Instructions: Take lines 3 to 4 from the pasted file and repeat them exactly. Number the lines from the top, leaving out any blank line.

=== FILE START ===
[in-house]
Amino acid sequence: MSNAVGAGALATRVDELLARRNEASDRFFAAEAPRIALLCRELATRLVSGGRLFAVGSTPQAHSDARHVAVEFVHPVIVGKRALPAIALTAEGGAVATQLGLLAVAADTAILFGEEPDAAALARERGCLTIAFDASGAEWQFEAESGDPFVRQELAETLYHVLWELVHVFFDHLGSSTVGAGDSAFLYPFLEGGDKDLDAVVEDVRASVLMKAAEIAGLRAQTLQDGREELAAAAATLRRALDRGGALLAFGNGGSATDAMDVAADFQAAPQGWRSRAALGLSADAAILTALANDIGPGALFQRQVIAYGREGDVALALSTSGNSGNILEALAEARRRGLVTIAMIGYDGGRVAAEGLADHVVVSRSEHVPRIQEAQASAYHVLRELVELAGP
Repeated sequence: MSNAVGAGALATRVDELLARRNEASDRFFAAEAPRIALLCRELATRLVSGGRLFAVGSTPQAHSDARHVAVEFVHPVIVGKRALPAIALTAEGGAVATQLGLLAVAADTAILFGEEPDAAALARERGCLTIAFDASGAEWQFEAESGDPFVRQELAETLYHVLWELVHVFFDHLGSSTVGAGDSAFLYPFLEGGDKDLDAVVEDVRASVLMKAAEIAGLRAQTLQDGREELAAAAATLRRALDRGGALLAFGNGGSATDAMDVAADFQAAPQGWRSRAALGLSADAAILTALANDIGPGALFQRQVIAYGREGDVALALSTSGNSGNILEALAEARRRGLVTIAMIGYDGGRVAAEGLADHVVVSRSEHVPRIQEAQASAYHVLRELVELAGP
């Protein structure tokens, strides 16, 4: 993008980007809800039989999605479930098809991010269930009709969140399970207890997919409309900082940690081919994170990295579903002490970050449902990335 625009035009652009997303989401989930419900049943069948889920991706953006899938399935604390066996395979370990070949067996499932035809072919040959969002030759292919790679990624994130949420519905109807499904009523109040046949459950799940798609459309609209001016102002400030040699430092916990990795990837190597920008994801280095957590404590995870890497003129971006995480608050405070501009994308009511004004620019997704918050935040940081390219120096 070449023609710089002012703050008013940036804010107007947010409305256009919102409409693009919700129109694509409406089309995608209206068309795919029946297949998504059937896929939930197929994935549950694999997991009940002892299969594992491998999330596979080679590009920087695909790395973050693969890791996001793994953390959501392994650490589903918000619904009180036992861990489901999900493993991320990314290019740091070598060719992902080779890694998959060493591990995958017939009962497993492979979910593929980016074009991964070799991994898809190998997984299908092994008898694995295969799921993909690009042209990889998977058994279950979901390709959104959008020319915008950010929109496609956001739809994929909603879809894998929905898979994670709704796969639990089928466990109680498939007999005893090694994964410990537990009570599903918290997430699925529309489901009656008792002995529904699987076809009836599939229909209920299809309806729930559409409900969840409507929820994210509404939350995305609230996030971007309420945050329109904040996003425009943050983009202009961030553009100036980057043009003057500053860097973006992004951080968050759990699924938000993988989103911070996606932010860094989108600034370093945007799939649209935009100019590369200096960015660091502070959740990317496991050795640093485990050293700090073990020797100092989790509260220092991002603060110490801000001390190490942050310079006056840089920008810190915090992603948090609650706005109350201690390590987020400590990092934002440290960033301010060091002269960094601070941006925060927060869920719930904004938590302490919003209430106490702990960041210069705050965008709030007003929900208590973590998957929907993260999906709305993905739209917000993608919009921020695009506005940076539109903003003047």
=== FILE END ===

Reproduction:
Repeated sequence: MSNAVGAGALATRVDELLARRNEASDRFFAAEAPRIALLCRELATRLVSGGRLFAVGSTPQAHSDARHVAVEFVHPVIVGKRALPAIALTAEGGAVATQLGLLAVAADTAILFGEEPDAAALARERGCLTIAFDASGAEWQFEAESGDPFVRQELAETLYHVLWELVHVFFDHLGSSTVGAGDSAFLYPFLEGGDKDLDAVVEDVRASVLMKAAEIAGLRAQTLQDGREELAAAAATLRRALDRGGALLAFGNGGSATDAMDVAADFQAAPQGWRSRAALGLSADAAILTALANDIGPGALFQRQVIAYGREGDVALALSTSGNSGNILEALAEARRRGLVTIAMIGYDGGRVAAEGLADHVVVSRSEHVPRIQEAQASAYHVLRELVELAGP
């Protein structure tokens, strides 16, 4: 993008980007809800039989999605479930098809991010269930009709969140399970207890997919409309900082940690081919994170990295579903002490970050449902990335 625009035009652009997303989401989930419900049943069948889920991706953006899938399935604390066996395979370990070949067996499932035809072919040959969002030759292919790679990624994130949420519905109807499904009523109040046949459950799940798609459309609209001016102002400030040699430092916990990795990837190597920008994801280095957590404590995870890497003129971006995480608050405070501009994308009511004004620019997704918050935040940081390219120096 070449023609710089002012703050008013940036804010107007947010409305256009919102409409693009919700129109694509409406089309995608209206068309795919029946297949998504059937896929939930197929994935549950694999997991009940002892299969594992491998999330596979080679590009920087695909790395973050693969890791996001793994953390959501392994650490589903918000619904009180036992861990489901999900493993991320990314290019740091070598060719992902080779890694998959060493591990995958017939009962497993492979979910593929980016074009991964070799991994898809190998997984299908092994008898694995295969799921993909690009042209990889998977058994279950979901390709959104959008020319915008950010929109496609956001739809994929909603879809894998929905898979994670709704796969639990089928466990109680498939007999005893090694994964410990537990009570599903918290997430699925529309489901009656008792002995529904699987076809009836599939229909209920299809309806729930559409409900969840409507929820994210509404939350995305609230996030971007309420945050329109904040996003425009943050983009202009961030553009100036980057043009003057500053860097973006992004951080968050759990699924938000993988989103911070996606932010860094989108600034370093945007799939649209935009100019590369200096960015660091502070959740990317496991050795640093485990050293700090073990020797100092989790509260220092991002603060110490801000001390190490942050310079006056840089920008810190915090992603948090609650706005109350201690390590987020400590990092934002440290960033301010060091002269960094601070941006925060927060869920719930904004938590302490919003209430106490702990960041210069705050965008709030007003929900208590973590998957929907993260999906709305993905739209917000993608919009921020695009506005940076539109903003003047």